Thursday, February 12, 2009

How a Government is Like a Parent

So I got to thinking...I hear all the time, being an American, how the US doesn't treat its citizens the same way that Kuwait does.
"Kuwait takes care of its people better than you do in the US," they say.
After hearing variations on this theme again an again, I found myself reflecting on the notion of 'taking care of' and all of its connotations.

I grew up an educator's child, and this afforded me a view into a world that was at once mine and also not. Being part of a world of highly privileged people and in some ways being one myself, just not to the level of some of my counterparts, I became an adept observer of life.
So many of my good friends worked diligently to get the highest grades, participate in athletics and extra-curricular activities, and generally polish themselves into well-rounded, educated, cultured people.
There were some other of my friends, however, who coasted along not worrying too much about their grades or their future, for that matter. For them, their family dynasty was awaiting, and they needn't be bothered so much about the interim; they knew they would be taken care of.

In the end, after college, where some friends attended 'A' list and some 'C' list, and the early learning years of careers, both types of my friends ended up as 'successful' people, meaning that they were still a part of the economically privileged. Often they ended up living in the same neighborhoods, driving the same cars, having children in the same private schools, and being members of the same country clubs, but owing to the decidedly different modes of arriving at that point, some inherent difference between the two types of people must exist. How is this difference manifest, and is it significant? My short answer to that question is a decided yes.

And here is where my analogy starts to come into play. You see, my friends who were never encouraged to worry about developing and educating themselves never evolved that much and remained much as they were in high school: self-involved, self-serving and inward-looking people. That is not to say that they weren't nice people, but they just never got much beyond their own little world and their own needs. I also noticed that they carried a dependence on their family into their adult years that rendered them juvenile in many ways.

My other friends who worked hard to get where they were understood the value of hard work, and that there are many ways of solving a problem. They had a sense of accomplishment that could never be given to them by anyone. In short, they had evolved; they had come across a problem, set a course to tackle it, and they had achieved their goal. They had learned that they could stand on their own two feet.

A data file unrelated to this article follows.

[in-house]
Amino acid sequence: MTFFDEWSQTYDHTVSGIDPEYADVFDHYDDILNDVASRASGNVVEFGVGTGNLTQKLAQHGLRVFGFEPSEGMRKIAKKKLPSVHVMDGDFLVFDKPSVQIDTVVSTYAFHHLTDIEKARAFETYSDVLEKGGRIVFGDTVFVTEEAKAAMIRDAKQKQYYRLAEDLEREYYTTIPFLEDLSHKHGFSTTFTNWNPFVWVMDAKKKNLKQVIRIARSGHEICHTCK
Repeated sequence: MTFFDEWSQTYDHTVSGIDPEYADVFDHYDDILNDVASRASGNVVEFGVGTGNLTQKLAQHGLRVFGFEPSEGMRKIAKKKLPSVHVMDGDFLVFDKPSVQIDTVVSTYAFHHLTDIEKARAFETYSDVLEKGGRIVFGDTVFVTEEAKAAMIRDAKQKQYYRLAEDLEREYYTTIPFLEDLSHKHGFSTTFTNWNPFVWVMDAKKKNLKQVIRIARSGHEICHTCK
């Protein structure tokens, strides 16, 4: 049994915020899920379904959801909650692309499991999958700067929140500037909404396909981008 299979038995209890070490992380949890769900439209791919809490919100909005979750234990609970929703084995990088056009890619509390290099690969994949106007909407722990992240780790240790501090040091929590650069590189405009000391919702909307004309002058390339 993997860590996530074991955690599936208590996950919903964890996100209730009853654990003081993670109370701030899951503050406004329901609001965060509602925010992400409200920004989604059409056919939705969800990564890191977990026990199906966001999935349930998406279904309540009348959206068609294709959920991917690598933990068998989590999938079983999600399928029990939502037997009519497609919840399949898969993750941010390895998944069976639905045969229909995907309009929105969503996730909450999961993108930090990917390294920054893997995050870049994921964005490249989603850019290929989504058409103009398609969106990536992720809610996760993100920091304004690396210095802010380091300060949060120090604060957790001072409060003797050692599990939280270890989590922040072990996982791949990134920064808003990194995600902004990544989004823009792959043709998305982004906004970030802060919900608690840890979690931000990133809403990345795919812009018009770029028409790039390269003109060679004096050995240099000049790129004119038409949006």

The funny thing is, both kinds of friends had loving, well-meaning parents, whose only goal, I feel sure, was to take care of their children. And there are many ways to skin a cat, so to speak, but in the end, what is most beneficial to the survival of a species, is to produce productive, contributing, creative, compassionate individuals who can do something to make the world a better place to live in, if even in only some small way.
It ultimately falls to the parent to decide what is the best way to encourage such an outcome.

4 comments:

intlxpatr said...

I read a study somewhere that parents who set high standards/expectations for their kids have kids who live up to those standards and expectations. i am sure there are exceptions, and I worried a lot obout burdening them too much, but in the end - we ended up with good adults, aware adults, interconnected adults.

The truth is, being a parent is hard, and because they don't come with operating manuals, raising good children is hard work!

Interesting topic, Carly. How do we raise good citizens, one's who will pick up their own trash, mind the rules of the road, etc?

Carly said...

Hey Intl.,
I believe that too about expectations. I saw it too as a teacher.
What I am interested in, is how a parent and government can actually cripple a person by providing too much for them. I have and continue to see it all the time.
But you are right; it is so difficult to be a parent. :) Thanks.

Bobby Pastures said...

Carly, I had not read this excellent entry. I think that you are hitting some points that I am vitally interested in at this time. Do we receive curses as well as gifts from our parents.

Bobby Pastures sends.

Carly said...

Hey Bobby,
I didn't see your comment either. :) I agree, and what is really pertinent to our lives here, is looking at the relationships of parenting and government as comorbid in the difficulties that people face as individuals and communities.